Checks and balances should be a fairly familiar concept to Americans. The standard definition of checks and balances is that the state must be broken up into multiple segments that function as checks against each other’s power and perform different functions, while these segments still remain within one central institution. Traditionally, the idea is that there must be three separate branches (executive, legislative, and judicial) within one central government in order to prevent the accumulation of power into one group. At least superficially, this view slightly recognises the principle of decentralisation. Another somewhat more powerful conception of checks and balances is the idea that there must be multiple and separate levels of government, each with their own branches and jurisdictions, and that in order to combat the accumulation of power, individual states or parishes and cities should remain “independent” from the central state.
This is the doctrine of internal checks and balances. Both separation between branches and levels of government are internal theories of checks and balances. But how well do these theories stand up in the face of logic and empirical evidence? Not very well. The fundamental flaw in the idea that separation between branches within one institution will stop power from being concentrated should be fairly obvious: it is still within one institution. There is theoretically no “third party” outside of that institution functioning on a check on it, which is to say that the overall institution is a judge in its own case. The supreme court is still part of the federal government. All historical evidence shows a great deal of collusion between branches, and when there is collusion between branches, there is centralisation of powers into one expanding group. Clearly, merely having three branches under one institution will not stop power from accumulating in that institution. Much heftier criterion must be met.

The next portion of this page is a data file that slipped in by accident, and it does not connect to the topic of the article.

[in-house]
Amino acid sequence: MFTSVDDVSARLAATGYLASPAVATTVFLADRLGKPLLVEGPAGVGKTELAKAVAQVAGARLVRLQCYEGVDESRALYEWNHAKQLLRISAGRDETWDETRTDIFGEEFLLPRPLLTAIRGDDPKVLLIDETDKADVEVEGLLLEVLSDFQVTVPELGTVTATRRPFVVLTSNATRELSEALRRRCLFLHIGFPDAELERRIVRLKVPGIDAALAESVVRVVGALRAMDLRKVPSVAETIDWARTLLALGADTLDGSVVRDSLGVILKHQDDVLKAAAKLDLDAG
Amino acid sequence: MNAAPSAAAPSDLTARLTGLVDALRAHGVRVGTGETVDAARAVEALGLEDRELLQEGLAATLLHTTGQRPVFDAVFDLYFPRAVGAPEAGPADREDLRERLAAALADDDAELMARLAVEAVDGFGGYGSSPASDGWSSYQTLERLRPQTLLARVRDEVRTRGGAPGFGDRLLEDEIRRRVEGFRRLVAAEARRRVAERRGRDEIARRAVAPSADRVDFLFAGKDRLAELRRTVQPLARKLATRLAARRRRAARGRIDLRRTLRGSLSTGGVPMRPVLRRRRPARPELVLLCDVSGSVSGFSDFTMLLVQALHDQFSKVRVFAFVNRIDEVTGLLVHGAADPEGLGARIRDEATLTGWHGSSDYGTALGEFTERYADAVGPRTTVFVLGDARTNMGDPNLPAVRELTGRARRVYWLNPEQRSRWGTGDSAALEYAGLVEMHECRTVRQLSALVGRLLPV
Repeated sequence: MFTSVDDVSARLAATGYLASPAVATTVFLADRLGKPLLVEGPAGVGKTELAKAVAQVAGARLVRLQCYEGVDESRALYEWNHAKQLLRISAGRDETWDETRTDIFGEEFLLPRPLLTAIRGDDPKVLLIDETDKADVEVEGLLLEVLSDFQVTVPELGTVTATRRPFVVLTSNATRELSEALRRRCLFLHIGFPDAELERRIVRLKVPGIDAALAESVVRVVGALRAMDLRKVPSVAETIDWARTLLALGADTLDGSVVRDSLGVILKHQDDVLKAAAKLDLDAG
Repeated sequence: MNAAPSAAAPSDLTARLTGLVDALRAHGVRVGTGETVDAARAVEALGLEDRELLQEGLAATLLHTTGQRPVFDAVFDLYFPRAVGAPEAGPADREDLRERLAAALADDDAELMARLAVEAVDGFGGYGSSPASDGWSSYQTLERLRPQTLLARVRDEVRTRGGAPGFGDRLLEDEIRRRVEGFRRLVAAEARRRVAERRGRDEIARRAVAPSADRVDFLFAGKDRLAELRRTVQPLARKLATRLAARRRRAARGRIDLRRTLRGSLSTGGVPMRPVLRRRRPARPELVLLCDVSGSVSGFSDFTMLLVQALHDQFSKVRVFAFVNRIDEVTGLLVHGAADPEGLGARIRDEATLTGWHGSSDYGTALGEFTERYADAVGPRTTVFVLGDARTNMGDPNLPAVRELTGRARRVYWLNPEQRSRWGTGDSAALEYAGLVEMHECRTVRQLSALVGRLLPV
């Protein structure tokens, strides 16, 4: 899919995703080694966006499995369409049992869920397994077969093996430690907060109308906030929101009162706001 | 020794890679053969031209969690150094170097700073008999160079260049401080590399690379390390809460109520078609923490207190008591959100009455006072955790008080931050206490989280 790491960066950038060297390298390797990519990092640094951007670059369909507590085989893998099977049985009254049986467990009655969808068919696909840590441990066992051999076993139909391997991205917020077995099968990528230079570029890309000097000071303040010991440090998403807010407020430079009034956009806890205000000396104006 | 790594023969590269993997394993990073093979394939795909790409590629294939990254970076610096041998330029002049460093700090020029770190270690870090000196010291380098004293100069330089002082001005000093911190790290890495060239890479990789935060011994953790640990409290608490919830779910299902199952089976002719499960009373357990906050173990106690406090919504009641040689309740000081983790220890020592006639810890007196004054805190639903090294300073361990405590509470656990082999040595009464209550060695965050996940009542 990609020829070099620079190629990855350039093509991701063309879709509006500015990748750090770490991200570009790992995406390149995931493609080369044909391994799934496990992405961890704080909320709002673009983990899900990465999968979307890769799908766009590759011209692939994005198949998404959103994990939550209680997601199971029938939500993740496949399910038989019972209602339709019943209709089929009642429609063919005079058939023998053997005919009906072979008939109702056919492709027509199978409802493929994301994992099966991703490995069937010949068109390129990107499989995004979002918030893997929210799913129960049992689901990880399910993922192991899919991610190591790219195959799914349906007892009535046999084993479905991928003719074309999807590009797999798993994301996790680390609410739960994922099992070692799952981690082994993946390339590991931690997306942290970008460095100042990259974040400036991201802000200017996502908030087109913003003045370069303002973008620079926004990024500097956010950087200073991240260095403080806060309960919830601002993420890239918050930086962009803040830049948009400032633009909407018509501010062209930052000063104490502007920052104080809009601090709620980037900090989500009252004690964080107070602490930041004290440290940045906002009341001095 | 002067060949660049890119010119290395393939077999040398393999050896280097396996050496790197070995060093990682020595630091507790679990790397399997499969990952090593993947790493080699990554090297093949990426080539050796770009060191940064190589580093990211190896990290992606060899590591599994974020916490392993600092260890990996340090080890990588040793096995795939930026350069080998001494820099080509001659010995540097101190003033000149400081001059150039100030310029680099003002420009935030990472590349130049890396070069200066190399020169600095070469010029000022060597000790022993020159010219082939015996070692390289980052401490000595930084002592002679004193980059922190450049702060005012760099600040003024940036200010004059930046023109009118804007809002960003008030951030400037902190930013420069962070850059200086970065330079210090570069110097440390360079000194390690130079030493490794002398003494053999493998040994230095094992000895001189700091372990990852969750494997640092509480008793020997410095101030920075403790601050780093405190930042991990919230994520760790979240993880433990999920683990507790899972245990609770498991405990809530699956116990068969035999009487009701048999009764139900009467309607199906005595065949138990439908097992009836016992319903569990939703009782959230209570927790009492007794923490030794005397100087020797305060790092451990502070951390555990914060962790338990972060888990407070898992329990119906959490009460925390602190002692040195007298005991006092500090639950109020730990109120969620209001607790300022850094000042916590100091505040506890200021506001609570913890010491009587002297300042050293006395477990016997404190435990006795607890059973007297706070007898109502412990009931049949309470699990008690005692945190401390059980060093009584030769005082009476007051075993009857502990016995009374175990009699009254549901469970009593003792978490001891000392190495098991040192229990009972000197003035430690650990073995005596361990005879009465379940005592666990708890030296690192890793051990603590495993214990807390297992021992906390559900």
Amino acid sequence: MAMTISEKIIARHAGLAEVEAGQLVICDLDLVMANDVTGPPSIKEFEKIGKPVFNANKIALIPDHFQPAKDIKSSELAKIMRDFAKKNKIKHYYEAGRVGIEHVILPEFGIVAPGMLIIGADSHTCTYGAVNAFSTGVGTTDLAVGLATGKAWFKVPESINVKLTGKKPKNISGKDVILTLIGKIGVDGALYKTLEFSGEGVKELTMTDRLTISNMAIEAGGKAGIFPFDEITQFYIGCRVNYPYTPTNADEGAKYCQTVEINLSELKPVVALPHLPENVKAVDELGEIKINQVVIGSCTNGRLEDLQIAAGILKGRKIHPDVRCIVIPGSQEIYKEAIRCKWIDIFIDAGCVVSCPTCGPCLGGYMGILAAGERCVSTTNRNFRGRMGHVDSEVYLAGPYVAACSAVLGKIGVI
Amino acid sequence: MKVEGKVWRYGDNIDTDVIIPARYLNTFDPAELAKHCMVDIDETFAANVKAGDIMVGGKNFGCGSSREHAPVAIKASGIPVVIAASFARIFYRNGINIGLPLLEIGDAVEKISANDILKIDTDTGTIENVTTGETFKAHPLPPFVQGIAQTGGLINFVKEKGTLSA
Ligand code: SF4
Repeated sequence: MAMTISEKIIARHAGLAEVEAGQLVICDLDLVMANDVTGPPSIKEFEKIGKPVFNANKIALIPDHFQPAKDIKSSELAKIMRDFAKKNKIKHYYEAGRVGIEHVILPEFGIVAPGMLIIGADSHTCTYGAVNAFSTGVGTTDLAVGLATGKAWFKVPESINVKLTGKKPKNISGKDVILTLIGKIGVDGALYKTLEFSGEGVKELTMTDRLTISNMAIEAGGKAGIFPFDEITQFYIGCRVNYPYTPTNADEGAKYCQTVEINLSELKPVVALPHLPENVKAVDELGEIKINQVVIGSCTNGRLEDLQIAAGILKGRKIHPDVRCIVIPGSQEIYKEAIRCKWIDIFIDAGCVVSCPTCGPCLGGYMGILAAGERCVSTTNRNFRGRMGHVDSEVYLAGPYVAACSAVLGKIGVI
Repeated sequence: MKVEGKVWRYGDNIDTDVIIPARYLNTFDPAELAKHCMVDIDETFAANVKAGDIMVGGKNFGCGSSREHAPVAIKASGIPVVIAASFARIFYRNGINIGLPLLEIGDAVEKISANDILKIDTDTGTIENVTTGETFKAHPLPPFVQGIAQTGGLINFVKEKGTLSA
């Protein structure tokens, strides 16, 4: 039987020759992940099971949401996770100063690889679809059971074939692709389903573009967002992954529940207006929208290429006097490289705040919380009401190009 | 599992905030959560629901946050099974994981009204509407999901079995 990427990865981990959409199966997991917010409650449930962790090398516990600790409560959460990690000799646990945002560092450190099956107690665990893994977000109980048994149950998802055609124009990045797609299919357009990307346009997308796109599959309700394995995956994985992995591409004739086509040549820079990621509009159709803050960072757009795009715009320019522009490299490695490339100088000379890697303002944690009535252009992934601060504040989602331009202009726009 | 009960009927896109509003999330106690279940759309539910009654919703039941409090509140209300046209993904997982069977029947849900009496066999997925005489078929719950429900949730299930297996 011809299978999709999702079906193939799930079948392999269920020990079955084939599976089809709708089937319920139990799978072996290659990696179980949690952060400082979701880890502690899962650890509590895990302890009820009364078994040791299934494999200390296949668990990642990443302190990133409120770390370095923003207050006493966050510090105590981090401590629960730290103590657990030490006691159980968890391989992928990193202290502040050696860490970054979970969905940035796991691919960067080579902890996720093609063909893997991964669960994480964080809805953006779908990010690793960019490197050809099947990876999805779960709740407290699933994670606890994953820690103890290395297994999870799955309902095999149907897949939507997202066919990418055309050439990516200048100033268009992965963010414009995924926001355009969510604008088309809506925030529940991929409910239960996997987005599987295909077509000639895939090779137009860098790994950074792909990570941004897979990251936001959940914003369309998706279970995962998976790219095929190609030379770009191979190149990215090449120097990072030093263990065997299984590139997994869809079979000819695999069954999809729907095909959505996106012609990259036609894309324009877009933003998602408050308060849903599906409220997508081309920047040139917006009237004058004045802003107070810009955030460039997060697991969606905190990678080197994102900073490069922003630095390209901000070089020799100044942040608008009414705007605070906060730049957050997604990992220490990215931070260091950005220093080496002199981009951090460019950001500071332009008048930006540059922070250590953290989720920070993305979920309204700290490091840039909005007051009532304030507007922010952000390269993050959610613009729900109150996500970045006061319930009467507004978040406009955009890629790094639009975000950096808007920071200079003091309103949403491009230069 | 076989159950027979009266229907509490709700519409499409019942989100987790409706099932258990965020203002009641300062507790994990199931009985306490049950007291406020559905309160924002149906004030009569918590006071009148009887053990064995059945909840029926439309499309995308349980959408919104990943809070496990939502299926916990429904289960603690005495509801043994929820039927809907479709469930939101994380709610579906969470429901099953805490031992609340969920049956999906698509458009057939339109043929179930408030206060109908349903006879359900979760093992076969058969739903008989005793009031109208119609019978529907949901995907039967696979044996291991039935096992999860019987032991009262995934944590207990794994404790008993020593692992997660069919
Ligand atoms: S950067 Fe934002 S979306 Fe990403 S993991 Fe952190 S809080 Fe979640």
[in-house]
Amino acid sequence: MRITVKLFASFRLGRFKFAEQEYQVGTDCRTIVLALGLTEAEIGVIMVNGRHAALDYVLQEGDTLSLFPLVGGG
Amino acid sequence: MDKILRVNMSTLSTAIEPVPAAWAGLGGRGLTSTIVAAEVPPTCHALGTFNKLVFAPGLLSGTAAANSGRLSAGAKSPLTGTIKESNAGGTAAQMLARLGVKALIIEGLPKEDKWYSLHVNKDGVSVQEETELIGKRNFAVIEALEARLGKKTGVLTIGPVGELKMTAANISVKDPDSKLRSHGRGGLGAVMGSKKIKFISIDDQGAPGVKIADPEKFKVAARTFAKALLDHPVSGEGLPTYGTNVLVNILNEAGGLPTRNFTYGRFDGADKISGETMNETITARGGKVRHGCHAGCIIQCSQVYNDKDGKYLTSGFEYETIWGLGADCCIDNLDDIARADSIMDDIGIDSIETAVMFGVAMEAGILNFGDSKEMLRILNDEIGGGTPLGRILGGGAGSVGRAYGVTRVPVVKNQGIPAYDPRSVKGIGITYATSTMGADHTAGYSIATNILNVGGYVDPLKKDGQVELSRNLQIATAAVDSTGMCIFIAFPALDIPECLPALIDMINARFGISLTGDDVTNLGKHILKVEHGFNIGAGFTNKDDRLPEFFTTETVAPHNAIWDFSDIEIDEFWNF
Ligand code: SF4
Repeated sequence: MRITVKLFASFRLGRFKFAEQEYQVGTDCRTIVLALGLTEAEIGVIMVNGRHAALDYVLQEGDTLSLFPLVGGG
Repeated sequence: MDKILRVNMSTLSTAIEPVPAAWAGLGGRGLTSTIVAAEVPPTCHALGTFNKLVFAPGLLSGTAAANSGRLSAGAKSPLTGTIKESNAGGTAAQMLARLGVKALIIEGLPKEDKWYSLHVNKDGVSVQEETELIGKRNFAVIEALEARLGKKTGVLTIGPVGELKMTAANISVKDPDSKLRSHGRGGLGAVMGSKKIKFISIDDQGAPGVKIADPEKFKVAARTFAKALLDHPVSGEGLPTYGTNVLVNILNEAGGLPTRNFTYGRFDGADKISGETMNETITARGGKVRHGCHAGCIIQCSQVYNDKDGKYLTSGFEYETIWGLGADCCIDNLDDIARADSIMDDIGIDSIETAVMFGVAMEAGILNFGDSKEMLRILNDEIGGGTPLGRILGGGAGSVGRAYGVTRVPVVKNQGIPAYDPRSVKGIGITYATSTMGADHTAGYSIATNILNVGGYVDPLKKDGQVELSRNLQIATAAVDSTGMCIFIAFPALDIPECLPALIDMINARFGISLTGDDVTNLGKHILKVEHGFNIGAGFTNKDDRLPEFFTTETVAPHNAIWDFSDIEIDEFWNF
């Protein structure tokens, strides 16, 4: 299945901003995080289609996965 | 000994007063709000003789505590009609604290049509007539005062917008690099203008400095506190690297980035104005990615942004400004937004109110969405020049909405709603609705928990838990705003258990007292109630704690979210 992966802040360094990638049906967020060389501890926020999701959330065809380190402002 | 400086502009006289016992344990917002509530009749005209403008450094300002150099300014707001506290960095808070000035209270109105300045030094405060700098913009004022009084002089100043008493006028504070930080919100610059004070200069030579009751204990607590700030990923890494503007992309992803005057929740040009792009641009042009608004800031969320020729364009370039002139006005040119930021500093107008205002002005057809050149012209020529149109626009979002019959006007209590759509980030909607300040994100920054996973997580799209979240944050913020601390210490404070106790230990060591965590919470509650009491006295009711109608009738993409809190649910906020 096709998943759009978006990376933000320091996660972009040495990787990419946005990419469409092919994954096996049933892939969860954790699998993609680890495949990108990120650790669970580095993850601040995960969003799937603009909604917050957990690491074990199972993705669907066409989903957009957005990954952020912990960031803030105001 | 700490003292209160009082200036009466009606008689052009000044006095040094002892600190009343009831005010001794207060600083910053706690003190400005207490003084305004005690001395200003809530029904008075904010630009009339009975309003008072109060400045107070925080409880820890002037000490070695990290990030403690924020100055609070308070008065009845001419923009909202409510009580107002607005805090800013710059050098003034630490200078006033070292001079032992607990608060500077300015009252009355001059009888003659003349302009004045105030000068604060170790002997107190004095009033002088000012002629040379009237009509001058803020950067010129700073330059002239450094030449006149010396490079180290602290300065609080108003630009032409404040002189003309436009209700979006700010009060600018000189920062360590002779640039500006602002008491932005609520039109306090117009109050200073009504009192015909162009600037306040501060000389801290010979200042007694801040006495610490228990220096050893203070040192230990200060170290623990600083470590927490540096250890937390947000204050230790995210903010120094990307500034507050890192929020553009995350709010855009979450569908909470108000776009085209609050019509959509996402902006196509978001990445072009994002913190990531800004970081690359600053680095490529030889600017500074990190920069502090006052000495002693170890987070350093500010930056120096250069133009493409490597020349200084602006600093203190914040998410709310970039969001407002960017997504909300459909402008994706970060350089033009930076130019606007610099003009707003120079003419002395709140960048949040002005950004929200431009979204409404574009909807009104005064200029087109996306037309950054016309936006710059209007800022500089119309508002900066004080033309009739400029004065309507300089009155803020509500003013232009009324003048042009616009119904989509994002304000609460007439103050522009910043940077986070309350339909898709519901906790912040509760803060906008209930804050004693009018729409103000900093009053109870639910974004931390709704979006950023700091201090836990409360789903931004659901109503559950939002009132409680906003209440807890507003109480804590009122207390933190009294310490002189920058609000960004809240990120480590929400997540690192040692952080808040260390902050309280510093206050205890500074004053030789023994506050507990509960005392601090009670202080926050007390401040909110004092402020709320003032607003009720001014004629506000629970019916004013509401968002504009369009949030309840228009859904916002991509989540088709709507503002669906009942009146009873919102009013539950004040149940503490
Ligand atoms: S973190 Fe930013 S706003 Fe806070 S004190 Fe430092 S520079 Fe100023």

While the doctrine of state’s rights is a step up from this, since it maintains at a minimum that there should be a multitude of jurisdictions within the overall territory bestowed to the central government, it nonetheless contains a similar flaw. The states are still ultimately subject to the territorial dominion of the federal government and there is once again collusion between the levels of government. If a central government still exists, it doesn’t matter how many territorial jurisdictions that one tries to split the central state’s control into, political power is still concentrated at a central point. Surely expanding the amount of people in the government or the number of sub-governments within a government’s territorial monopoly is not necessarily a way to restrict political power. In order to at least be a “pure” advocate of “state’s rights”, one must support a more radical approach, with no federal government.
Once one has made it to this point, the same problem keeps repeating itself at each level of government. The states in themselves would now be the central governments, only over smaller territories. The size of the dominion of power may have been reduced, but the essential feature of territorial monopoly is still maintained. Counties, parishes and cities would synergise with and the states. If the states were gotten rid of, the counties would be the territorial monopolies and the cities and towns would synergise with them. And even down to the city-state level, the problem of territorial monopoly would persist. The advantages of so-called “state’s rights” or “city’s rights” mostly only have to do with the size of the territorial monopoly, but they do almost nothing to address the problem of territorial monopoly itself. All such mechanisms are ultimately within the structure of the institution of the state itself. A monopoly cannot be broken up without competition from other institutions external to it.